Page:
Patience And Sarah“Girl meets girl. Girl loses girl. Girl gets girl.”

In part one, Wende Persons talked about the new opera version of Patience and Sarah. Here she discusses the importance of the work to lesbian culture.

Of the story Patience & Sarah, Persons says, “I loved that book because it was the first happy lesbian love story. It was the first one where everybody doesn’t die in the end! There was one book with a title something like This Is Not For You, where the straight woman falls in love with a lesbian, and the lesbian says, ‘Don’t do it! This is not for you!’”

Patience & Sarah is a great love story. I summarize the plot like this: Girl meets girl. Girl loses girl. Girl gets girl. How great is that?”

For the 2016 revival, a shortened version with a smaller ensemble will be performed at New York Pride. Persons says, “Paula Kimper has re-orchestrated it and made it smaller and more portable, so it can be done more often. It’s being staged. We like to say it’s a chamber opera – it’s an opera that is best seen up close and experienced in a smaller space. The Players Club will be that space – it’s just a couple hundred seats.”

Of course, the librettist and composer are hoping that the piece will be picked up for a longer run. “I’ve always thought this could be a great off-Broadway piece, though it would need to be double cast because there’s so much singing. But one of the things I love is that Paula writes so beautifully for the voice. Anyone who has had any role in this opera has said, ‘It fits so well for my voice.’ It’s beautifully accessible in that way.”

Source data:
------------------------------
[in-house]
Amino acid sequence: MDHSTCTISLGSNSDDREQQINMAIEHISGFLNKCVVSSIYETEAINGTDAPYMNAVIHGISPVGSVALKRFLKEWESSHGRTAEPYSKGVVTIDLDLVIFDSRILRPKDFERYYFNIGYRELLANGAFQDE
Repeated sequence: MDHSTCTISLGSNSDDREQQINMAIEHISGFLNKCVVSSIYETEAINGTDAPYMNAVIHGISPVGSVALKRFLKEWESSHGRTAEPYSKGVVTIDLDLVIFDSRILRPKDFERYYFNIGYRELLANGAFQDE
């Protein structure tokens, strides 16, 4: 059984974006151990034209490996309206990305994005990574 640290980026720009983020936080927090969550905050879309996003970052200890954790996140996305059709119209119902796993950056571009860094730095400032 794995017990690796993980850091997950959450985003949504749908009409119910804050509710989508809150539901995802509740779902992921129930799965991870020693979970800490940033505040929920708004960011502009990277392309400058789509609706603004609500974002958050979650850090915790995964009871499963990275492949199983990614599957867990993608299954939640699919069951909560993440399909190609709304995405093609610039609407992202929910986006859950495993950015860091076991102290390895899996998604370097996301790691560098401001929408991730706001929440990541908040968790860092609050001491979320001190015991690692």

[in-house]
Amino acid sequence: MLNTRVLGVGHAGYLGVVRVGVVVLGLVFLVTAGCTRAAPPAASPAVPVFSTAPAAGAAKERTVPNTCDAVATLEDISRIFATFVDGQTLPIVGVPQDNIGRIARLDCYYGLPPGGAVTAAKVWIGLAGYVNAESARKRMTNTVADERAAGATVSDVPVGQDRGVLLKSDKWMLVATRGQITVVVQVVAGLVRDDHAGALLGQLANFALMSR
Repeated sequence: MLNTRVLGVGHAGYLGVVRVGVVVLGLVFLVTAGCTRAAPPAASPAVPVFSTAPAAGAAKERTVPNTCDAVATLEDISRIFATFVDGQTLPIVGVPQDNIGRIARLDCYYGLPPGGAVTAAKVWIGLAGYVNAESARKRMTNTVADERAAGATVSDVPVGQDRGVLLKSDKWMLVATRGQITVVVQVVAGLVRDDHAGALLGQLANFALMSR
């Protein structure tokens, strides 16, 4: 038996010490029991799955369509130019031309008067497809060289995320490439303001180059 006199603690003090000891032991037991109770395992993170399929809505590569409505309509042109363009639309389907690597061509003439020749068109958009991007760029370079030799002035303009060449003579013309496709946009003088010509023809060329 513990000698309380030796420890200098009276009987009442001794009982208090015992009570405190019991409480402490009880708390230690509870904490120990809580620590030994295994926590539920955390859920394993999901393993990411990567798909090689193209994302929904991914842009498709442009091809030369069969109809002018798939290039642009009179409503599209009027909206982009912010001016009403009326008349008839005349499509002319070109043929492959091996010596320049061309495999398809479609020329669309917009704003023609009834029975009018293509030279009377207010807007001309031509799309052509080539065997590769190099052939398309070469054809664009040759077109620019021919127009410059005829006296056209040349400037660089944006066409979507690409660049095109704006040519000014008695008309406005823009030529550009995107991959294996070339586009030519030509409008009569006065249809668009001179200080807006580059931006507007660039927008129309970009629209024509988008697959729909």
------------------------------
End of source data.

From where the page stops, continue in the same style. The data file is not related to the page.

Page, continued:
As to the future of the opera, Persons says, “I have faith that these pioneering women will have a long, long life on the stage. It’s like meeting old friends when they come back. And it’s so exciting to see reviewers loving them, and audiences loved them too.”

Maybe the most appreciative of all will be long-lived lesbians. “I’m a long-lived lesbian; I’m 63. The Long-Lived Lesbian column is perfect for Patience & Sarah. I’m finding that younger women really don’t know what Patience & Sarah is. It’s been more for our gang, reading what was published in the ’60s, ’70s, and ’80s. I’m not sure whether it has any pull in this beautiful novel’s current generation of lesbian culture.”

Has the success of Alison Bechdel’s Fun Home on Broadway helped with this revival? People think Fun Home is “spectacular.” “I find it unbelievable how much more mainstream gay subjects have become. Who would have thought that in our lifetimes we’d come so far?”